NTP (2000) provides evidence for the kidney as a target of 1,1,1-trichloroethane in male rats following oral exposure. Male rats exposed to 1200 mg/kg-day or more in the diet for 13 weeks showed renal lesions characteristic of α2u-globulin nephropathy (NTP, 2000); the lesions are specific to male rats and not considered to be predictive for effects in humans (U.S. EPA, 1991). Specific analysis for α2u-globulin was not, however, conducted by NTP. In a 21-day gavage study in rats, designed specifically to examine renal toxicity of halogenated ethanes (NTP, 1996), no renal lesions, including hyaline droplet nephropathy, tubule regeneration, or granular casts, were seen at the high dose of 165 mg/kg-day, and increases in mean urine protein and AST were not clearly related to 1,1,1-trichloroethane treatment. Male rats treated dermally with 240—320 mg/kg-day for 3 weeks showed no evidence of renal lesions (Viola et al., 1981). Parenteral studies found little evidence of nephrotoxicity even at lethal dose levels (e.g., Bernard et al., 1989; Klaassen and Plaa, 1967; Plaa et al., 1958); however, these studies were not conducted in male rats. The kidneys were not adequately evaluated as a potential endpoint of toxicity in other subchronic or chronic oral studies. Inhalation studies, including studies of subchronic and chronic durations, did not show renal effects in male rats or other species tested. The overall weight of evidence does not show the kidney to be a sensitive target organ for 1,1,1-trichloroethane.

Epididymal spermatozoal concentration was reduced in high-dose male rats (4800 mg/kg-day) and mice (15,000 mg/kg-day) in the 13-week NTP feeding study (NTP, 2000). The toxicological significance of these changes is uncertain because the magnitude was relatively small (10—20%), and no associated changes in sperm motility or the weight or histopathology of the reproductive organs were seen in either species. The epididymis was not evaluated as a potential endpoint of toxicity in other oral studies, and was not identified as a target in inhalation studies. Intratesticular injection of 1,1,1-trichloroethane produced a significant decrease in testicular DNA synthesis in male mice (Borzelleca and Carchman, 1982), but repeated intraperitoneal injections had no effect on the incidence of sperm head abnormalities in mice (Topham, 1981, 1980). No effect on male or female reproductive function was seen in mice tested in a multigeneration oral study at doses up to 1000 mg/kg-day (Lane et al., 1982).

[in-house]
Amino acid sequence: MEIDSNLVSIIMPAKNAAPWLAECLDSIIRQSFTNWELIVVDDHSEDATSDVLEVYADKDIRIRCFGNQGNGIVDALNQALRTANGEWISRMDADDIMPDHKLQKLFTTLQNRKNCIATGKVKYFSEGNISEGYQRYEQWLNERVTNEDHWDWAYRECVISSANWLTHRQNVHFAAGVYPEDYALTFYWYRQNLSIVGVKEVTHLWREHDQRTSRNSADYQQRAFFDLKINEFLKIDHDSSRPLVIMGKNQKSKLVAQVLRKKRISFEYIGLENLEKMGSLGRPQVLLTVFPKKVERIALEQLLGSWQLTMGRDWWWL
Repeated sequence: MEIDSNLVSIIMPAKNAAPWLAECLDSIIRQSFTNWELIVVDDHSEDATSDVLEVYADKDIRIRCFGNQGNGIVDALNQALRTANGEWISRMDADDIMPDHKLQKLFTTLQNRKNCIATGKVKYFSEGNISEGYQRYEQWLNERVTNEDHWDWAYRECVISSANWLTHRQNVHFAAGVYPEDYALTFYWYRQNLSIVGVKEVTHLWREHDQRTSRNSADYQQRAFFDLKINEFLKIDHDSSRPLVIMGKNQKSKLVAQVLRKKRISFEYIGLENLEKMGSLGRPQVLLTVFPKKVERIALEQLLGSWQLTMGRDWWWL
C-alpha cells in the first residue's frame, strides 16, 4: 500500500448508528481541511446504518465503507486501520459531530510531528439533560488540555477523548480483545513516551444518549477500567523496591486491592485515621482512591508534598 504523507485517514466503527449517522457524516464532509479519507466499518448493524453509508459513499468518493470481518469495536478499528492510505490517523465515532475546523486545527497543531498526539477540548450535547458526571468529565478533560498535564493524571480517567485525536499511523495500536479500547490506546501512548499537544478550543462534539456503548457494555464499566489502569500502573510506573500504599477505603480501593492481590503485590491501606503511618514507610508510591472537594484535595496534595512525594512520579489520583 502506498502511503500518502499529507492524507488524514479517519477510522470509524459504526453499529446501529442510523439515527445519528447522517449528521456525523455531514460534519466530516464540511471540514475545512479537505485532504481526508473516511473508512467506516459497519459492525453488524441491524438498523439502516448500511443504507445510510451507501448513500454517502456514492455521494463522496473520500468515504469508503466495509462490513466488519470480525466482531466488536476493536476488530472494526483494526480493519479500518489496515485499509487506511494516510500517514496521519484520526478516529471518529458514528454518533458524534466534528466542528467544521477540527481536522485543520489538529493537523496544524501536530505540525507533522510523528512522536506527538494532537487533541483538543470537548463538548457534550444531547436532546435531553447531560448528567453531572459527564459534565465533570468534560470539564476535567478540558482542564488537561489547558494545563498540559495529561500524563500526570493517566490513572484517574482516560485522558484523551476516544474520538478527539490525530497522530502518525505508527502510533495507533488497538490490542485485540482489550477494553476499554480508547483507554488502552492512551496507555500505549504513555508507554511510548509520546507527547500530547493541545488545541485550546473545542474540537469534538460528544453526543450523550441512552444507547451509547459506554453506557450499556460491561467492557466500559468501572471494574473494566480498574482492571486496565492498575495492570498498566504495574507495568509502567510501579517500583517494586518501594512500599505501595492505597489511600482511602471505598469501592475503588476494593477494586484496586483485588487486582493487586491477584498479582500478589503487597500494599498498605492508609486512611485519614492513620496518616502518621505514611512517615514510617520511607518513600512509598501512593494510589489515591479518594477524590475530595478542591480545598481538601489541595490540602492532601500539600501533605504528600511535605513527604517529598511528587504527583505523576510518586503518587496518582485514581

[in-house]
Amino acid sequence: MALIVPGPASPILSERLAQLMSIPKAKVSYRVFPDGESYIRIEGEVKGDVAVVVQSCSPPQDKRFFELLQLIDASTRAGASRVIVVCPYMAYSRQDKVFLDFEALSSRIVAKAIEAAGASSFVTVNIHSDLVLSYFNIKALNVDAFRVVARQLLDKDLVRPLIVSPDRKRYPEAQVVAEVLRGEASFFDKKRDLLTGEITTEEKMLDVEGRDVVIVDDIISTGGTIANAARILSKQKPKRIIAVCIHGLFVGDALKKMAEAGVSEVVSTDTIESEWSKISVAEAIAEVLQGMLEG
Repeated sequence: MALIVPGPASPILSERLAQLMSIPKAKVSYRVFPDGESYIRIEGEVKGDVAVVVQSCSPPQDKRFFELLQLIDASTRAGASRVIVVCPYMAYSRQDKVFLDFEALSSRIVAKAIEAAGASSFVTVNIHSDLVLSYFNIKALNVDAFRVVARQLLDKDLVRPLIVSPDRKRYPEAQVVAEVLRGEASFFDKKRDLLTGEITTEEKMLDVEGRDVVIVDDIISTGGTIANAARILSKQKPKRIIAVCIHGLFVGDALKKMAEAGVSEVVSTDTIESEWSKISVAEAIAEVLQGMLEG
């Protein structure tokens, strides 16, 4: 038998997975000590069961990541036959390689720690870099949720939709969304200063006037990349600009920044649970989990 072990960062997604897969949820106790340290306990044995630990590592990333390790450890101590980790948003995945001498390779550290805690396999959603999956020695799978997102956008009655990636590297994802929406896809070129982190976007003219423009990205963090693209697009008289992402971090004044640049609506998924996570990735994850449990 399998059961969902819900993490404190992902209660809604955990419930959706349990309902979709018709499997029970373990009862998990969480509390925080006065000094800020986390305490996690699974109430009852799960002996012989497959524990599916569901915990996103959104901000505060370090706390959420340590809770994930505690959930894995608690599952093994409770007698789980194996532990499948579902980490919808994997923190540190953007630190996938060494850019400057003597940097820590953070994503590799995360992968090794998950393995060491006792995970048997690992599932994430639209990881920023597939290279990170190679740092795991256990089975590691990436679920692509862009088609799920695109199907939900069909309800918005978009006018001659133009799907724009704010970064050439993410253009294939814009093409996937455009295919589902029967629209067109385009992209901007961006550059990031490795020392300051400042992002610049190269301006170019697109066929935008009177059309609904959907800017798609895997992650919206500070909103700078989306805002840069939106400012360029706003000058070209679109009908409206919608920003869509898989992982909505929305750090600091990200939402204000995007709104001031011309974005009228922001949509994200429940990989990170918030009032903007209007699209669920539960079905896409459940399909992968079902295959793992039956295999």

For more detail on Susceptible Populations, exit to the toxicological review, Section 4.8 (PDF).

__I.A.3.5. Confidence in the Subchronic Oral RfD

Study -- High
Data Base -- Low-medium
RfD -- Low-medium

The overall confidence in this subchronic RfD assessment is low-medium. Confidence in the principal study, NTP (2000), is considered high. The principal study (NTP, 2000), a 90-day feeding study in rats and mice, is a recently conducted, peer-reviewed study performed with standard protocols for NTP toxicity studies. 1,1,1-Trichloroethane was microencapsulated and administered in the diet to avoid chemical loss due to volatilization and to avoid toxicity that can occur when administered in a bolus dose. Although the principal study is considered of high confidence, the interpretation of the critical effect from this study, reduced mean terminal body weight, merits discussion. Reduction in body weight gain was a consistent finding in studies of 1,1,1-trichloroethane toxicity across studies, species, and routes of exposure, though effects on body weight were not associated with other target organ toxicity. External peer reviewers expressed various opinions about the use of reduced body weight as the critical effect. See Appendix A, Section B (question 3) of the Toxicological Review of 1,1,1-Trichloroethane (U.S. EPA, 2007) for a more thorough summary of the comments from external peer reviewers on endpoint selection. Confidence in the oral database is low-medium. Subchronic oral studies include studies using gavage and dietary administration. Oral reproductive and developmental toxicity studies include a multigeneration study in mice, drinking water developmental toxicity studies in rats, and a study of developmental neurotoxicity in rats. Repeat-dose studies, including NTP (2000), did not include investigation of sensitive neurological endpoints; the neurological endpoints in repeat-dose oral studies were limited to clinical observations and brain histopathology. Considering the confidence in the principal study, the endpoint selection, and the database, the overall confidence in the subchronic RfD is low-medium.

For more detail on Characterization of Hazard and Dose Response, exit to the toxicological review, Section 6 (PDF).

__I.A.4. Chronic Oral RfD

The chronic RfD applies to exposures for more than approximately 10% of the life span in humans (more than approximately 90 days to 2 years in typically used laboratory animal species).

A chronic oral reference dose for 1,1,1-trichloroethane was previously included on the IRIS database but was withdrawn in 1991. Thus, the previous IRIS record for this chemical did not provide an RfD.

__I.A.4.1. Chronic Oral RfD Summary

Critical Effect
Point of Departure*
UF
Chronic RfD
Reduced body weight BMDL10: 2155 mg/kg-day 1000 2 mg/kg-day
90-Day mouse dietary study
NTP (2000)

*Conversion Factors and Assumptions -- NTP (2000) calculated the exposure (in mg/kg-day) from the dietary concentration (in ppm) by using measured food consumption and measured body weight data. Body weights were analyzed by benchmark dose modeling. The lower 95% confidence interval on the effective dose associated with a 10% change in mean terminal body weight relative to the control mean (BMDL10) was selected as the point of departure.

__I.A.4.2. Principal and Supporting Studies